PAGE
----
American and Soviet Society: A Reader in Comparative Sociology and Perception

American and Soviet Society: A Reader in Comparative Sociology and Perception

American and Soviet Society: A Reader in Comparative Sociology and Perception

American and Soviet Society: A Reader in Comparative Sociology and Perception

Excerpt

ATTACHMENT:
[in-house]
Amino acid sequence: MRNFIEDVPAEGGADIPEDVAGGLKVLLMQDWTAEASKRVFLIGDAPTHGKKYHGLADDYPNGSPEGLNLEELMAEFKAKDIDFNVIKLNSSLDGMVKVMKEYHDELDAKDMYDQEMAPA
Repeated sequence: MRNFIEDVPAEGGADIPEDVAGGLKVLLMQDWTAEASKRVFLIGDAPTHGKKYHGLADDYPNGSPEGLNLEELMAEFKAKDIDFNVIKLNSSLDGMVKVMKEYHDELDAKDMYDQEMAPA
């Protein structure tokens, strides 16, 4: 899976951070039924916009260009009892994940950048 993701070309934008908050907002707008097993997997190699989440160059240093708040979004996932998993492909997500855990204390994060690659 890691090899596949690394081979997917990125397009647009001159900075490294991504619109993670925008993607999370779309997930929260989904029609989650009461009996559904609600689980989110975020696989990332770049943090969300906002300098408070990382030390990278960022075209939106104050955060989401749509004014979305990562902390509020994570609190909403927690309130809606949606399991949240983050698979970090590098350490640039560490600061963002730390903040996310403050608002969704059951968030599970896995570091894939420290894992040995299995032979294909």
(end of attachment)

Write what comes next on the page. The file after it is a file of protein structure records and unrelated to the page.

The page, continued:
It might surprise some readers that this author felt compelled to explain and justify his enterprise, as if editing an anthology were a somewhat shady undertaking provoking the disdain of one's colleagues and the rumblings of his own conscience. In contemporary American publishing and academic life, anthologies, i.e., collections of articles (or excerpts of books) which had appeared before in print, are widespread and sometimes appear to have become substitutes for books both from the point of view of authors and their readers. For the latter, anthologies save time and intellectual trouble. They represent shortcuts to information, if not to erudition. They help one become acquainted with the ideas, or the gist of ideas of many writers quickly and relatively painlessly. There are, of course, many notable exceptions which cannot be subjected to such criticism. From the authors' point of view the anthology is also a shortcut to getting something between covers. Few would dispute that it is easier and quicker to edit than to write a book. We have today in the social sciences almost as many readers as books. Originally readers were justified by the desire to make inaccessible materials readily available. Yet most readers are hardly scholarly compilations of fugitive or esoteric reading matters. Rather they are reprints (often not the first) of materials published elsewhere not necessarily a long time ago and still in print. Producing them seldom requires much originality, hard work, or imagination. Their requirements lie elsewhere: in the conditions of the . . .

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